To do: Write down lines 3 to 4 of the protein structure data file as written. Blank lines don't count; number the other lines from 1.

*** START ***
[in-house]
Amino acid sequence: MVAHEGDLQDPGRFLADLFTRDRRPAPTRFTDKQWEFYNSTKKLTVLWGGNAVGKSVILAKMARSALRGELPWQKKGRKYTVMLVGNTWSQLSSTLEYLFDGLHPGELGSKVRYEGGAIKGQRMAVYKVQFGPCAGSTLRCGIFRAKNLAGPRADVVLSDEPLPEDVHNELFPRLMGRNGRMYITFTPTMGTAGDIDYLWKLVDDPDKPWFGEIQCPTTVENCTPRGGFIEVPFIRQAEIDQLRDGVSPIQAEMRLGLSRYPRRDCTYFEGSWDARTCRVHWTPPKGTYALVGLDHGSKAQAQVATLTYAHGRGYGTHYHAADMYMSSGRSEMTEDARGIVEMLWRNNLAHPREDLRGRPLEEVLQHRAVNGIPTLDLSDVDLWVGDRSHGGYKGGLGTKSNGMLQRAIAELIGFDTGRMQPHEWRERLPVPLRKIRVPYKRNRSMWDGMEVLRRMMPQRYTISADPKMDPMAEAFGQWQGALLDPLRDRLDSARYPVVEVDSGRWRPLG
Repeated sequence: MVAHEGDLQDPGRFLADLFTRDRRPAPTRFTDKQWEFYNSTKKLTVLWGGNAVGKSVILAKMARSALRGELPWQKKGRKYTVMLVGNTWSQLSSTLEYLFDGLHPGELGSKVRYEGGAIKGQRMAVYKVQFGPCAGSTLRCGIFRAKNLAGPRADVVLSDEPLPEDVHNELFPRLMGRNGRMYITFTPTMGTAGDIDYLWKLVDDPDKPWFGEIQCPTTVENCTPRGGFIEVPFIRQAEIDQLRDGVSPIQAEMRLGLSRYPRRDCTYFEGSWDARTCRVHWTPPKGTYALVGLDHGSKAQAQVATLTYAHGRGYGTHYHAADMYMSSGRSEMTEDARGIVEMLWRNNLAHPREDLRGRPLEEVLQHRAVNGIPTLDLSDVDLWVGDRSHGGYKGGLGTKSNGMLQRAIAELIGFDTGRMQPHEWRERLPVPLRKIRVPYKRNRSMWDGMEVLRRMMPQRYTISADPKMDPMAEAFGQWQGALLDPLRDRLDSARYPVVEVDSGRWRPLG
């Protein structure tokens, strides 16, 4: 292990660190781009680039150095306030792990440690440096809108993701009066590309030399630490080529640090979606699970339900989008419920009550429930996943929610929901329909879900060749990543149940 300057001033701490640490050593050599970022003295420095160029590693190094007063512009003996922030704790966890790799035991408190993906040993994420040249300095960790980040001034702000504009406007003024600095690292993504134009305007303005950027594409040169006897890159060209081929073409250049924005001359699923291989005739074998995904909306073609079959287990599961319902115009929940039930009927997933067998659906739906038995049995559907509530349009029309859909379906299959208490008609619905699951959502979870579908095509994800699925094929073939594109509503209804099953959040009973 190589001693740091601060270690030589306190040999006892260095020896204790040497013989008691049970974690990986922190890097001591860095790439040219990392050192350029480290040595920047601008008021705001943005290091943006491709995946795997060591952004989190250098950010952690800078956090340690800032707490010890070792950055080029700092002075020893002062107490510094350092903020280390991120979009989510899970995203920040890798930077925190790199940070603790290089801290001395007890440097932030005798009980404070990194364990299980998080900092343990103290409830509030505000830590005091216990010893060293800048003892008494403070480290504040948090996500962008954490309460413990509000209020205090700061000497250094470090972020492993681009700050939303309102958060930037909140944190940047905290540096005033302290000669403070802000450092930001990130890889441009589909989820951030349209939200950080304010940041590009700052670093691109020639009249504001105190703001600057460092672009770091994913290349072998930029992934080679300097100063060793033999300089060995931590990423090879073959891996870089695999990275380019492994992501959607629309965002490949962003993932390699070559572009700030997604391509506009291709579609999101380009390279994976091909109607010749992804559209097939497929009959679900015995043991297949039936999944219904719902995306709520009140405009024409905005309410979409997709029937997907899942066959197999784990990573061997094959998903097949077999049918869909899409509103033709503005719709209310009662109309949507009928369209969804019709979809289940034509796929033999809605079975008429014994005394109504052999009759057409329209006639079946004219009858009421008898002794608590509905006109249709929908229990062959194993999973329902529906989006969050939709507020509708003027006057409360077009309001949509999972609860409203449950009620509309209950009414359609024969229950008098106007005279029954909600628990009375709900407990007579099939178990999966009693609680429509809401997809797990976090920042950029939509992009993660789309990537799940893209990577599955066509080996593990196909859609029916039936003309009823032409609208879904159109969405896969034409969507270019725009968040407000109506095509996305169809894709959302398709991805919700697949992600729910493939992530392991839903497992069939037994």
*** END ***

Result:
Repeated sequence: MVAHEGDLQDPGRFLADLFTRDRRPAPTRFTDKQWEFYNSTKKLTVLWGGNAVGKSVILAKMARSALRGELPWQKKGRKYTVMLVGNTWSQLSSTLEYLFDGLHPGELGSKVRYEGGAIKGQRMAVYKVQFGPCAGSTLRCGIFRAKNLAGPRADVVLSDEPLPEDVHNELFPRLMGRNGRMYITFTPTMGTAGDIDYLWKLVDDPDKPWFGEIQCPTTVENCTPRGGFIEVPFIRQAEIDQLRDGVSPIQAEMRLGLSRYPRRDCTYFEGSWDARTCRVHWTPPKGTYALVGLDHGSKAQAQVATLTYAHGRGYGTHYHAADMYMSSGRSEMTEDARGIVEMLWRNNLAHPREDLRGRPLEEVLQHRAVNGIPTLDLSDVDLWVGDRSHGGYKGGLGTKSNGMLQRAIAELIGFDTGRMQPHEWRERLPVPLRKIRVPYKRNRSMWDGMEVLRRMMPQRYTISADPKMDPMAEAFGQWQGALLDPLRDRLDSARYPVVEVDSGRWRPLG
């Protein structure tokens, strides 16, 4: 292990660190781009680039150095306030792990440690440096809108993701009066590309030399630490080529640090979606699970339900989008419920009550429930996943929610929901329909879900060749990543149940 300057001033701490640490050593050599970022003295420095160029590693190094007063512009003996922030704790966890790799035991408190993906040993994420040249300095960790980040001034702000504009406007003024600095690292993504134009305007303005950027594409040169006897890159060209081929073409250049924005001359699923291989005739074998995904909306073609079959287990599961319902115009929940039930009927997933067998659906739906038995049995559907509530349009029309859909379906299959208490008609619905699951959502979870579908095509994800699925094929073939594109509503209804099953959040009973 190589001693740091601060270690030589306190040999006892260095020896204790040497013989008691049970974690990986922190890097001591860095790439040219990392050192350029480290040595920047601008008021705001943005290091943006491709995946795997060591952004989190250098950010952690800078956090340690800032707490010890070792950055080029700092002075020893002062107490510094350092903020280390991120979009989510899970995203920040890798930077925190790199940070603790290089801290001395007890440097932030005798009980404070990194364990299980998080900092343990103290409830509030505000830590005091216990010893060293800048003892008494403070480290504040948090996500962008954490309460413990509000209020205090700061000497250094470090972020492993681009700050939303309102958060930037909140944190940047905290540096005033302290000669403070802000450092930001990130890889441009589909989820951030349209939200950080304010940041590009700052670093691109020639009249504001105190703001600057460092672009770091994913290349072998930029992934080679300097100063060793033999300089060995931590990423090879073959891996870089695999990275380019492994992501959607629309965002490949962003993932390699070559572009700030997604391509506009291709579609999101380009390279994976091909109607010749992804559209097939497929009959679900015995043991297949039936999944219904719902995306709520009140405009024409905005309410979409997709029937997907899942066959197999784990990573061997094959998903097949077999049918869909899409509103033709503005719709209310009662109309949507009928369209969804019709979809289940034509796929033999809605079975008429014994005394109504052999009759057409329209006639079946004219009858009421008898002794608590509905006109249709929908229990062959194993999973329902529906989006969050939709507020509708003027006057409360077009309001949509999972609860409203449950009620509309209950009414359609024969229950008098106007005279029954909600628990009375709900407990007579099939178990999966009693609680429509809401997809797990976090920042950029939509992009993660789309990537799940893209990577599955066509080996593990196909859609029916039936003309009823032409609208879904159109969405896969034409969507270019725009968040407000109506095509996305169809894709959302398709991805919700697949992600729910493939992530392991839903497992069939037994």